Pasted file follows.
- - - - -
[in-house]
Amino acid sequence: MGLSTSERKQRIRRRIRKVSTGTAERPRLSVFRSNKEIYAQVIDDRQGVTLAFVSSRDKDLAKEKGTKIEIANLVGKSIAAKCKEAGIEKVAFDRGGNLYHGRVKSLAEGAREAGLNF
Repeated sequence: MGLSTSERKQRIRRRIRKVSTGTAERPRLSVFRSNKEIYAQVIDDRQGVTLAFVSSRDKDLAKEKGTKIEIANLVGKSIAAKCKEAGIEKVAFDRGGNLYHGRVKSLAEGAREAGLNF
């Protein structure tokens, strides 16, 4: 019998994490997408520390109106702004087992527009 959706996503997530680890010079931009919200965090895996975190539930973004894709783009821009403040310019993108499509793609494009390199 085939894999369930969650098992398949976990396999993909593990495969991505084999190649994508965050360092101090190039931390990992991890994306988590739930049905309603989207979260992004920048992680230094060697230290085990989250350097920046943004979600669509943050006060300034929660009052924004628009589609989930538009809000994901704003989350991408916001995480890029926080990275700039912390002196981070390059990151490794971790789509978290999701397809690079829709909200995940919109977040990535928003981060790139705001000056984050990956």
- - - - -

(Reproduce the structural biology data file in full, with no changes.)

[in-house]
Amino acid sequence: MGLSTSERKQRIRRRIRKVSTGTAERPRLSVFRSNKEIYAQVIDDRQGVTLAFVSSRDKDLAKEKGTKIEIANLVGKSIAAKCKEAGIEKVAFDRGGNLYHGRVKSLAEGAREAGLNF
Repeated sequence: MGLSTSERKQRIRRRIRKVSTGTAERPRLSVFRSNKEIYAQVIDDRQGVTLAFVSSRDKDLAKEKGTKIEIANLVGKSIAAKCKEAGIEKVAFDRGGNLYHGRVKSLAEGAREAGLNF
């Protein structure tokens, strides 16, 4: 019998994490997408520390109106702004087992527009 959706996503997530680890010079931009919200965090895996975190539930973004894709783009821009403040310019993108499509793609494009390199 085939894999369930969650098992398949976990396999993909593990495969991505084999190649994508965050360092101090190039931390990992991890994306988590739930049905309603989207979260992004920048992680230094060697230290085990989250350097920046943004979600669509943050006060300034929660009052924004628009589609989930538009809000994901704003989350991408916001995480890029926080990275700039912390002196981070390059990151490794971790789509978290999701397809690079829709909200995940919109977040990535928003981060790139705001000056984050990956």